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We know that horses are sociable animals, but do they only socialize with other horses? Or can they have other companions? If you run a farm or a homestead and keep various livestock, you may wonder – is a cow a good companion for a horse?
The answer is yes, very much so! Cows are friendly and docile and share many characteristics with horses. This partnership can work well as long as you do it right. The bottom line is that horses need companionship. Ideally, horses are able to commune with other horses. However, if that’s not possible, there are other viable options, and cows are a good one.
Here we take a look at some of the do’s and don’ts of allowing horses to socialize with cows.
Why Horses Need Companionship
We know that horses instinctively live in herds, but why is this? Plenty of animals are loners and get on just fine. Horses, however, benefit significantly from co-existing with each other. Horses are prey animals, meaning there’s safety in numbers out in the wild. Especially when there are babies present, horses need each other to survive.
The benefits aren’t limited to wild horses, though. Even in captivity, horses gravitate toward each other for many reasons:
- Even living in barns and enclosed fields, horses are still wired to expect danger. By staying in groups, they’ll feel safer and therefore happier and more comfortable.
- Horses are playful and enjoy running around together. This also helps them get exercise and movement throughout the day.
- Mutual grooming is common among equine friends. This behavior not only solidifies bonds between them but they can reach areas of each other that they can’t reach themselves. This satisfies uncomfortable itches and keeps them relaxed.
- They are simply wired to be social. They enjoy each other’s company and lots of time with friends keeps them mentally and emotionally healthy.
If left alone and not given the chance to socialize for an extended period of time, most horses will slowly start deteriorating:
- They will become stressed. You’ll notice behaviors such as pacing, more vocalizing, running up and down the fence line, etc start to pick up.
- If they become too stressed they may also lose weight.
- They may start to become aggressive in their unhappiness. This makes them more dangerous and difficult to both handle and ride.
- They may become depressed. This can also result in a loss of appetite, leading to weight loss and other complications. They may also become unwilling to work or engage with you.
Why is a Cow a Good Companion for a Horse?
Horses and cows are both grazers who enjoy grass, so right away they’re a great match. There are many other fantastic reasons for pairing your horses with cows, such as:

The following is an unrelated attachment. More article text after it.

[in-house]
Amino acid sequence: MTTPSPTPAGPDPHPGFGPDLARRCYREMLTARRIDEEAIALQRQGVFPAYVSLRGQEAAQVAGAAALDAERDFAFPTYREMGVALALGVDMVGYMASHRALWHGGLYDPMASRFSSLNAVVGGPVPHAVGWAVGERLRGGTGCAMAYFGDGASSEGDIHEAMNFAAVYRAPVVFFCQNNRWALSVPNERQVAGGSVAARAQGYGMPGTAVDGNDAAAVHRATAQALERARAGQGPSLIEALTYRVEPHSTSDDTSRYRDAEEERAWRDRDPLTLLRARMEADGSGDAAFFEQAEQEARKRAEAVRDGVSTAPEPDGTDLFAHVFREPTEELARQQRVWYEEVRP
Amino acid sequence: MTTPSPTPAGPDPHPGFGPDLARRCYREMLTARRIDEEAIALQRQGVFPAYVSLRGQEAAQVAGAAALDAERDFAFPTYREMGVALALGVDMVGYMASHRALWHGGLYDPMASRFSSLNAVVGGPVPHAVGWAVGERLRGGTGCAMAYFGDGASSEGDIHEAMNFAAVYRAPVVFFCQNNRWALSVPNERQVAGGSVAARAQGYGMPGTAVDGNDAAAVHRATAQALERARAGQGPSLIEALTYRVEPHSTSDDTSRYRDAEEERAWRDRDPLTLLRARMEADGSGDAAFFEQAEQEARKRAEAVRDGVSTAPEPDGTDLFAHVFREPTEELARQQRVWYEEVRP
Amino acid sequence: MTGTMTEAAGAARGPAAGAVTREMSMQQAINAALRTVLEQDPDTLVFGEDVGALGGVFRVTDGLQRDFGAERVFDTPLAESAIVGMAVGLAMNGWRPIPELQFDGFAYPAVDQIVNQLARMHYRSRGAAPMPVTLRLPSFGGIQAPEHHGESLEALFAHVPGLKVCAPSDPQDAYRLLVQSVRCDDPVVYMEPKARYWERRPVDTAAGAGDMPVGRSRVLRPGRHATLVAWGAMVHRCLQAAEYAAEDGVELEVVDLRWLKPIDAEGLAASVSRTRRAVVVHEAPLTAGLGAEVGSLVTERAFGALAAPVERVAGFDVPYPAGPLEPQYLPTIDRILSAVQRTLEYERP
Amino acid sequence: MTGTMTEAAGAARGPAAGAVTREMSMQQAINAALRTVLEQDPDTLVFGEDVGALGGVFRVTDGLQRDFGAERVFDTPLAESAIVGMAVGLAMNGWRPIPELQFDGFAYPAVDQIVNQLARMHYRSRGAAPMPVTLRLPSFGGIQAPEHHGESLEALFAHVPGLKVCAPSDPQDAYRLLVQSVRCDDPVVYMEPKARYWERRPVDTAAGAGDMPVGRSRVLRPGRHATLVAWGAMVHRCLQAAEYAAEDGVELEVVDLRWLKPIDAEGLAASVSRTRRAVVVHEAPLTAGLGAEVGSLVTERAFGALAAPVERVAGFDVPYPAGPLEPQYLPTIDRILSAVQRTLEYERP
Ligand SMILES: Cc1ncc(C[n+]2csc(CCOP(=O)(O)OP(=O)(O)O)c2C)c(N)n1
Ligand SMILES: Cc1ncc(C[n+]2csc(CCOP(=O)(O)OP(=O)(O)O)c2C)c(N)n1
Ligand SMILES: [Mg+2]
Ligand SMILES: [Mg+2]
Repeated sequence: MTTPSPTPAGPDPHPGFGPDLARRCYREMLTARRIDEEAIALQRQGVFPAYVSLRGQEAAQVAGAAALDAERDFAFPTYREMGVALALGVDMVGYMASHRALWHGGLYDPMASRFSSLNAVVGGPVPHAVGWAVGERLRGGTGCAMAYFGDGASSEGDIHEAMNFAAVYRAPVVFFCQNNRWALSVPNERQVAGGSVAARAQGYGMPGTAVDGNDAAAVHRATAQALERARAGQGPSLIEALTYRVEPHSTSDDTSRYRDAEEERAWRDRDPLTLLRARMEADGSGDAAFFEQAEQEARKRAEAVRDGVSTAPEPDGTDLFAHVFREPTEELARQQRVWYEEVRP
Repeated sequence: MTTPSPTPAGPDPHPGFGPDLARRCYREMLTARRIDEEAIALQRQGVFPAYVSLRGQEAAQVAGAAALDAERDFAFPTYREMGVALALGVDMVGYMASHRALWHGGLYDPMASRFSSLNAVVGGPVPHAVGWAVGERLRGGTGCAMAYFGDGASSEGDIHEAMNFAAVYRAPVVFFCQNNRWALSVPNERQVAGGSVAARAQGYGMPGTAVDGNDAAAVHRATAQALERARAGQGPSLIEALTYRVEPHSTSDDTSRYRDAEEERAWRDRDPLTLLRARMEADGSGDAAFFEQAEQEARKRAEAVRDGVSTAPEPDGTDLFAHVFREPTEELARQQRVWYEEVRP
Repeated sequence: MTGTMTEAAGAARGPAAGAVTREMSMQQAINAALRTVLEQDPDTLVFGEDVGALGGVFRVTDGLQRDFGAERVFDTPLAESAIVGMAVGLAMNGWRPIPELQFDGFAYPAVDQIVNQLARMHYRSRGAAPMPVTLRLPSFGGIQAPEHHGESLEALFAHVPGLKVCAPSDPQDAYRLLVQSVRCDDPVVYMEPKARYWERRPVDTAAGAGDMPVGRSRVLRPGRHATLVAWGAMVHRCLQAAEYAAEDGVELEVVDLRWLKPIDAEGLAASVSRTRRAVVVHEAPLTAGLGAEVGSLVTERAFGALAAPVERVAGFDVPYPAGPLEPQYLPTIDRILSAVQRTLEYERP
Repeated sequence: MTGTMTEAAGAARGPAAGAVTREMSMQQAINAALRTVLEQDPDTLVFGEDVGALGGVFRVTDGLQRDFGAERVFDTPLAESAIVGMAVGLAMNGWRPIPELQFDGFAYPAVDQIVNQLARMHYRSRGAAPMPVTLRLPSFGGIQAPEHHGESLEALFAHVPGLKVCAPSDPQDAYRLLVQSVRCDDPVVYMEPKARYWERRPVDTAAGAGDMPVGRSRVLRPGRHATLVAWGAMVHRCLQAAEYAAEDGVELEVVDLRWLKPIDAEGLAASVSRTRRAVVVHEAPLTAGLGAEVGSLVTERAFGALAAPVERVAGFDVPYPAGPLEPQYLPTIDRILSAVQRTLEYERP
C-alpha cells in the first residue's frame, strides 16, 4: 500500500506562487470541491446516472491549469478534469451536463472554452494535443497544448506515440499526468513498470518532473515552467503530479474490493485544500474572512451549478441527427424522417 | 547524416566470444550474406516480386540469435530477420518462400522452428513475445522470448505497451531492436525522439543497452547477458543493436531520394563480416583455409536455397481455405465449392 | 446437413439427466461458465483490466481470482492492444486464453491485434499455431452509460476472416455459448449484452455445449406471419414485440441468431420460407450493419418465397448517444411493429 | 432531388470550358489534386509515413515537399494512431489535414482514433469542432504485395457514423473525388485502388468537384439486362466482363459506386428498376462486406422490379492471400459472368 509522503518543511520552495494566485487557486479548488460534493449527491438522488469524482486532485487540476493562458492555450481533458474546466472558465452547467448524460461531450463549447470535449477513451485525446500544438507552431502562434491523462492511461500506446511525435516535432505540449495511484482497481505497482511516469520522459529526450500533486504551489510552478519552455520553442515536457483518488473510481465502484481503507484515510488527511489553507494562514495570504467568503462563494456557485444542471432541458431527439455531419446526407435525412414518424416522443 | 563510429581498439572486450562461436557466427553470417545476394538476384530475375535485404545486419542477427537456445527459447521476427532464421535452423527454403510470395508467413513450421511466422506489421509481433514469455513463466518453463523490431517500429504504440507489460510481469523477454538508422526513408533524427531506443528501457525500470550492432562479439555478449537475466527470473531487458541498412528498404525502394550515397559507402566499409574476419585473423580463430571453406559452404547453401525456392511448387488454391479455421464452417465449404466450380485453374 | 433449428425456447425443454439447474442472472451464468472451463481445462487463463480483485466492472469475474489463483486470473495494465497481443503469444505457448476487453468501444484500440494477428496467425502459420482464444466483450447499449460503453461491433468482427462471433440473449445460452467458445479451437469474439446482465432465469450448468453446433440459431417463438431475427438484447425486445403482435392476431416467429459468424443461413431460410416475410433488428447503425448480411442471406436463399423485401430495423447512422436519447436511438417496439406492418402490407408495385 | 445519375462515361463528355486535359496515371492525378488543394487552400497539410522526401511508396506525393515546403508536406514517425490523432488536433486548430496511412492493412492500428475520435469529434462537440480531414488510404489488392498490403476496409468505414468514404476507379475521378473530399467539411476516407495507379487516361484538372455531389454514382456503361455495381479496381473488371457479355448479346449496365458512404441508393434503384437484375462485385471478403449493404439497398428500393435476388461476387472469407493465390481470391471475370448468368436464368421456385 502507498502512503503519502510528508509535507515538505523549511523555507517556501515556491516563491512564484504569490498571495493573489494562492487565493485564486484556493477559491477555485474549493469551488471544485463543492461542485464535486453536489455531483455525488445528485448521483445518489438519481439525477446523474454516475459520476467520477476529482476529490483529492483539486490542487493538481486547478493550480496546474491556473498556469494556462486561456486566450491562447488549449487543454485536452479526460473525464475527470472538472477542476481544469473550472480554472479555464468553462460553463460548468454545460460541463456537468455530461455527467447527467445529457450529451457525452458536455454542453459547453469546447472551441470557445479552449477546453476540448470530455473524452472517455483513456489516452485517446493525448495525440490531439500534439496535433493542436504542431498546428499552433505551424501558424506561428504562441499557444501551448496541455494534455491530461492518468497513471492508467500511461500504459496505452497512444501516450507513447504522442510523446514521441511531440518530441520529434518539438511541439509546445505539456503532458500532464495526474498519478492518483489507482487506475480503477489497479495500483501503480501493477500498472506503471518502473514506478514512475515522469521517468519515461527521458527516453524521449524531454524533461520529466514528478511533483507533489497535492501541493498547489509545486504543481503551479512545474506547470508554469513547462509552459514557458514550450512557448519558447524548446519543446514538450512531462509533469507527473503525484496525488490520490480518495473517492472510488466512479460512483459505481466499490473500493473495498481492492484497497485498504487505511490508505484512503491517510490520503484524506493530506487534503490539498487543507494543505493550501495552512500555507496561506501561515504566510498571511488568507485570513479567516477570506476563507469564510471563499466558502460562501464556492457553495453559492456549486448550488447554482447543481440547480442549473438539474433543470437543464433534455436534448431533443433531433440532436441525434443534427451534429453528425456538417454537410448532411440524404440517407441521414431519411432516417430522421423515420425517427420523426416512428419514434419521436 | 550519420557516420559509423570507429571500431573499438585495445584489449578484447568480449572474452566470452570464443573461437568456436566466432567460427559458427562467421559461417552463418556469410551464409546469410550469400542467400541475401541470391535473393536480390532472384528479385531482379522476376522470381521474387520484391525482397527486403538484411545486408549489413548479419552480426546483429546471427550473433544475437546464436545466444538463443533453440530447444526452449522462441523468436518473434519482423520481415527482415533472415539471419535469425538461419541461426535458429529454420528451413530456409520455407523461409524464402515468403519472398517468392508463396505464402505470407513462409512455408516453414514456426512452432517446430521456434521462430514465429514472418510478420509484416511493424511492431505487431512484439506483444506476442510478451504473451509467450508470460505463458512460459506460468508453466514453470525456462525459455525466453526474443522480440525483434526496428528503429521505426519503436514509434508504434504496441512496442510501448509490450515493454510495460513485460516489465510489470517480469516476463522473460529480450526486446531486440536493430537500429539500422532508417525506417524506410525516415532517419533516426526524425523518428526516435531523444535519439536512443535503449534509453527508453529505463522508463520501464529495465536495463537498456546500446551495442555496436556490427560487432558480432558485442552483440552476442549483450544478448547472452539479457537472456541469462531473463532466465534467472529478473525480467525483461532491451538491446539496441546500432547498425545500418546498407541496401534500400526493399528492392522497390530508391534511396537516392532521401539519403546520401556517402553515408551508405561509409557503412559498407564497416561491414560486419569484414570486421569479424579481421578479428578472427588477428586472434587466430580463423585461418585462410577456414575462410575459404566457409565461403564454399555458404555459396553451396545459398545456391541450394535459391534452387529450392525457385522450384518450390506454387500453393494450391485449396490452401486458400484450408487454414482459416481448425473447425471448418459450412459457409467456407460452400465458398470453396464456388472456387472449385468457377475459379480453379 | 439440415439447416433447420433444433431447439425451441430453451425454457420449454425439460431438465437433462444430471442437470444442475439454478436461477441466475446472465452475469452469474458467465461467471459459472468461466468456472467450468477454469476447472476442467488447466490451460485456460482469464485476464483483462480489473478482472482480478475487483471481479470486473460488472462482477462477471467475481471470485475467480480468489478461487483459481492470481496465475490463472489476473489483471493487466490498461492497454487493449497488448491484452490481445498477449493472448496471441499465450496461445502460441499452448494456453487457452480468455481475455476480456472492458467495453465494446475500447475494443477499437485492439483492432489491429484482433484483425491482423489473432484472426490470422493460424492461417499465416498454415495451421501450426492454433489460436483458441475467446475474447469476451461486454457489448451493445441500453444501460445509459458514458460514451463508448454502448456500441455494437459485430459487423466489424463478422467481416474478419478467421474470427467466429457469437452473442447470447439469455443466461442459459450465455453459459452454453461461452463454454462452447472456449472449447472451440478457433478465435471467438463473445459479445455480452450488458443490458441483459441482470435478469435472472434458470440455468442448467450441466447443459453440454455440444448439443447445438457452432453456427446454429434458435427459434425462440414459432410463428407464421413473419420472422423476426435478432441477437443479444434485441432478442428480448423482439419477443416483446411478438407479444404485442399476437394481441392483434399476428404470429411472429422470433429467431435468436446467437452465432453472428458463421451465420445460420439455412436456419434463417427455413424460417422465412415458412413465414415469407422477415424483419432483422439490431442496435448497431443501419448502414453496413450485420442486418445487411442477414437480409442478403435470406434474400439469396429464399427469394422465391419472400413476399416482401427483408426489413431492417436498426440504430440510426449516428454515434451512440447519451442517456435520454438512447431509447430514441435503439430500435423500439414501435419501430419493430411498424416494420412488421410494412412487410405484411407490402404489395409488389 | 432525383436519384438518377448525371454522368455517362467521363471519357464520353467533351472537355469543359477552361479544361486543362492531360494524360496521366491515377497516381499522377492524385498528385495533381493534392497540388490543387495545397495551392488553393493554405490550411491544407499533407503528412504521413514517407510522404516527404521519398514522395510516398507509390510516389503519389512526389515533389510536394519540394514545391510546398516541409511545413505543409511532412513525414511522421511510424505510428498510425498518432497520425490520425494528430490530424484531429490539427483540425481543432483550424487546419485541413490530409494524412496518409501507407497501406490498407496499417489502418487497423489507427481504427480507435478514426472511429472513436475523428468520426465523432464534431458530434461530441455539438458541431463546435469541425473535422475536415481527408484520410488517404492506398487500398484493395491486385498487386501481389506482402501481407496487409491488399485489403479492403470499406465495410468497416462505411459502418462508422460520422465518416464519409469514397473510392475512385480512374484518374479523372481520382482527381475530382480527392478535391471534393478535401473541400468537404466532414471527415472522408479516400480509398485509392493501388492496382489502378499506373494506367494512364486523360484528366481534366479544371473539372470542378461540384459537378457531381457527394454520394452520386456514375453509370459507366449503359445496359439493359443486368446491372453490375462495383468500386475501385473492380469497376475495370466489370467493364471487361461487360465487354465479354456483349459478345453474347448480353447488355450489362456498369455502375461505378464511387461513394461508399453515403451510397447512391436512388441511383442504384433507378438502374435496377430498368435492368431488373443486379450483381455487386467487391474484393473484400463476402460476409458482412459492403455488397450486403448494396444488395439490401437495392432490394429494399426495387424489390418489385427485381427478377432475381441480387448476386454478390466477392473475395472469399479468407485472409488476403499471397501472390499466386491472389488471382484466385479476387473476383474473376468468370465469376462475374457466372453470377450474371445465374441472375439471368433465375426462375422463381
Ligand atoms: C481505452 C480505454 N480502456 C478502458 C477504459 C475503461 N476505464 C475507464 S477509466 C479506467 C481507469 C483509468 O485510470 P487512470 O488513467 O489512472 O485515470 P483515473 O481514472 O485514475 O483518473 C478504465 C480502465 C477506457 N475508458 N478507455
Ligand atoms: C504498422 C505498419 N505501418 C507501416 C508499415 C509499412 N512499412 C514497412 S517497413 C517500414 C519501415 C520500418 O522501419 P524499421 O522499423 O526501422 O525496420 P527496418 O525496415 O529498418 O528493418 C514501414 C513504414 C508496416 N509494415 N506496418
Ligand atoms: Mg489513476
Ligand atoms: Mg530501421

- Cows are calm and nurturing, making them great company, especially for nervous and flighty horses. They can also help horses stay calm during events like a thunderstorm.
- Cows and horses attract/carry different parasites. This can actually be good for their health as they can disrupt the lifecycle of each other’s parasites.
- Horses are picky eaters. Sometimes, they leave big patches of grass alone while over-eating others. Cows are much more careless and can help keep your field balanced this way.
- If you can’t have more than one horse, your cows can ensure your lone horse doesn’t get lonely and depressed.
- While any cow can potentially get along with your horse, Dexters are the most common and most successful. Their small size makes them welcoming and non-threatening to horses.
- Cows and horses can also share a barn. For harsher climates and/or nasty storms, you may bring your animals inside overnight. Even inside, both horses and cows are happier with friends around them. Though they can’t run and play, being able to see and hear each other inside is great for their mental health.
Is a Cow Always a Good Companion for a Horse?
While cows are generally a great choice for your horses to bond with, there are a few exceptions. It doesn’t always work out and there are certain situations you may want to avoid:
- Stallions and bulls are less likely to get along.
- More dominant horses may chase and bully the cows which is stressful.
- Some horses may be quite afraid of the cows, making bonding more difficult.
- Some breeds of horses, such as the quarter horse, will instinctively try to herd the cows. This is unwanted by the cows and can be very stressful and unpleasant.
Things to Consider When Pairing Cows With Horses
Lastly, there are some things you should consider when deciding to pair your horses and your cows together. It can work extremely well, but you must also ensure it’s a safe and healthy environment:
- Cows are a lot easier to contain than horses. You may need to upgrade and reinforce your fencing.
- Cows are also a lot physically tougher than horses. Barbed wire and high-voltage electric fencing are appropriate for cows, but not safe for horses.
- While they both enjoy grass and hay, their nutrition and grain requirements are different. Make sure you understand their differing diets and feed them accordingly.
- Always introduce them slowly and carefully. The horses will most likely be fearful and/or wary.
If you’re at all concerned or unsure about putting your cows and horses together, it’s always a good idea to speak with your veterinarian. They’re familiar with your animals as well as your property and even your area. They can offer good advice and guidance.
Horses are complex animals and owning them is a true adventure. Many people love keeping their horses on their own property, but it’s not as simple as throwing them in a field. Horses crave and thrive on companionship and they need regular socialization. Cows are a great option if you don’t have other horses. They’re similar to horses and very calm in nature. When managed well, cows and horses can build close and loving bonds. A definitely cow can be a good companion for a horse and vice versa.